Cornel West on this moment of "escalating consciousness" and the need for radical democracy

Cornel West talks about the bigger paradigm shift we still need — away from military spending and neoliberalism

By Chauncey DeVega

Senior Writer

Published June 26, 2020 7:00AM (EDT)

Cornel West | BLM Protest (Getty Images/Salon)
Cornel West | BLM Protest (Getty Images/Salon)

While the mainstream news media's attention has mostly moved on to other things, the George Floyd protests continue into a fourth week.

The Black Lives Matter movement is gaining momentum, in both small majority-white communities and larger more racially diverse cities. Confederate statues and other monuments to white supremacy are being torn down by protesters. Internationally, BLM continues to expand its influence.

There are broad shifts in public opinion, where white Americans – at least for now – are increasingly acknowledging that racism and other forms of social injustice exist and limit the life chances of their fellow Black and brown Americans. Such changes in the public mood are necessary precursors for enacting public policies that can help ameliorate the harm caused by structural and institutional racism and white supremacy in the United States.

Writing for Jacobin, sociologist Douglas McAdam, a leading scholar of social movements, describes this moment:

At least since the shooting of Michael Brown in Ferguson, Missouri in August of 2014, every publicized death of an African American at the hands of police has triggered a spasm of protest — before winding down. ... The protests that have erupted across the United States in the three weeks since the horrific killing of George Floyd in Minneapolis on Memorial Day are very different. … Given this is an ongoing and young movement, it is hard to get a systematic handle on the demographics of the protesters, but there is simply no denying the diversity of those taking part.

McAdam continues by arguing that "we appear to be experiencing a social change tipping point that is as rare as it is potentially consequential":

The best we can hope for is to do everything we can to maintain the momentum, energy, and inclusive, pragmatic, and nonviolent character of the current protests. Our goal should be twofold: to capitalize on the possibilities for change inherent in this moment, and to begin to pivot toward forms of electoral mobilization crucial to success in the fall. The survival of American democracy will likely depend on how successfully we attend to this agenda.

The political terrain in America is shifting rapidly. The George Floyd protests, in combination with the pain caused by Trump's neofascist regime, a broken economy and a lethal pandemic that has now killed more than 120,000 Americans, are a series of system shocks that cannot be ignored by the country's elites.

"Power concedes nothing without a demand." The question now becomes, how will the powerful respond?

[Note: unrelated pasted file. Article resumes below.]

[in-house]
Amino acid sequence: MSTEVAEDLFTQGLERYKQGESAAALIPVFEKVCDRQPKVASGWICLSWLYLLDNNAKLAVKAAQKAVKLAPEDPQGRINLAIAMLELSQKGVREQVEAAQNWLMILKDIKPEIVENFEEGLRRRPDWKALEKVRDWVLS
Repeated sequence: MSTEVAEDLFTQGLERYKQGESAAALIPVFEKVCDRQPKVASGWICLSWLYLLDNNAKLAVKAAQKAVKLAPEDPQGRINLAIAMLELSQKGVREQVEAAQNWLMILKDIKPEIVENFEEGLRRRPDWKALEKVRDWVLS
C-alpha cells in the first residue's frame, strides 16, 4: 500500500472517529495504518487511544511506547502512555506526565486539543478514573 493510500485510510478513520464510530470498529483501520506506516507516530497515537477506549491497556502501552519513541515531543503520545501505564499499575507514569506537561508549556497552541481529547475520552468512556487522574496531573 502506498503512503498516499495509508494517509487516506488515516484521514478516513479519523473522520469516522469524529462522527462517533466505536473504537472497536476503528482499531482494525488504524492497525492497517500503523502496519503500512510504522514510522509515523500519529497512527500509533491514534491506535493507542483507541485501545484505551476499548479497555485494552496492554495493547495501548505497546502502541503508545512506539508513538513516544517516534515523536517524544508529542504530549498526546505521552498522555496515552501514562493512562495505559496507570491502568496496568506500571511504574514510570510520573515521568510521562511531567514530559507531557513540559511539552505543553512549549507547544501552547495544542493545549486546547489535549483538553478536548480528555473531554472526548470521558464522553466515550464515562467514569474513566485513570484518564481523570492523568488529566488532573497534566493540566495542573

In an effort to answer this question I recently spoke with philosopher, public intellectual, activist, scholar and author Dr. Cornel West, who is professor of the Practice of Public Philosophy at Harvard and a professor emeritus at Princeton. He is the author of several bestselling books, including "Democracy Matters," "Race Matters" and "Black Prophetic Fire."

In this conversation West counsels that the American people must prepare for a long and brutal reaction from the country's right-wing elites to the rising demands for social justice. He warns that Donald Trump and his regime constitute a neofascist disaster that could doom any hope for multiracial social democracy in America, which is why supporting Joe Biden — despite his party's harmful allegiance to neoliberal gangster capitalism — is a necessary compromise for our country's survival, and the world's.

We have seen something beautiful in America and around the world these last few weeks as so many hundreds of thousands of people have protested and risen up because of the police murder of George Floyd. The people marched and kept on going, even though the police beat them, tear-gassed them, shot them with rubber bullets and arrested them. People of conscience did not stop even in the face of raw state power. 

Lord, yes, it was beautiful. Anytime you see human beings straighten their backs up and are willing to walk together, struggle together, sing together, and fight together — whatever color they may be — there is a moral majesty and a spiritual beauty that cannot be denied. But now we have got to get ready for the neofascist clampdown and the white backlash. That is what is on the horizon.

How do we prepare the American people for that backlash and revenge? The empire always strikes back.

Very much so, and especially when the empire is weak and desperate.

There is Trump's personal desperation because he is a neofascist gangster but there is also an entire political system that knows it cannot reform itself. The American political system and the corporate-ocracy and the neoliberal gangster capitalists know that they cannot meet the people's escalating demands.

So there is Trump's backlash to prepare for, but there is also the reaction from the neoliberal milquetoast Democrats, such as Nancy Pelosi and others in the Democratic Party leadership who are putting on kente cloth and acting like somehow they've been on the cutting edge of the struggle for human rights and human dignity and justice.

The neoliberal Democrats have been in power for years while Black brothers and sisters have been getting shot and killed and otherwise abused by the police, but those same Democrats have pushed through crime bills and militarized America's police. All of a sudden those neoliberal Democrats put on some kente cloth, get down on one knee, and we are supposed to think that they are Dr. Martin Luther King Jr.'s second cousin? Please. Give me a break. It is absurd.

Is George Floyd a martyr?

I do believe that George Floyd is a martyr. The Greek origins of the word "martyr" is "witness." "Witness" and "martyr" are almost synonymous.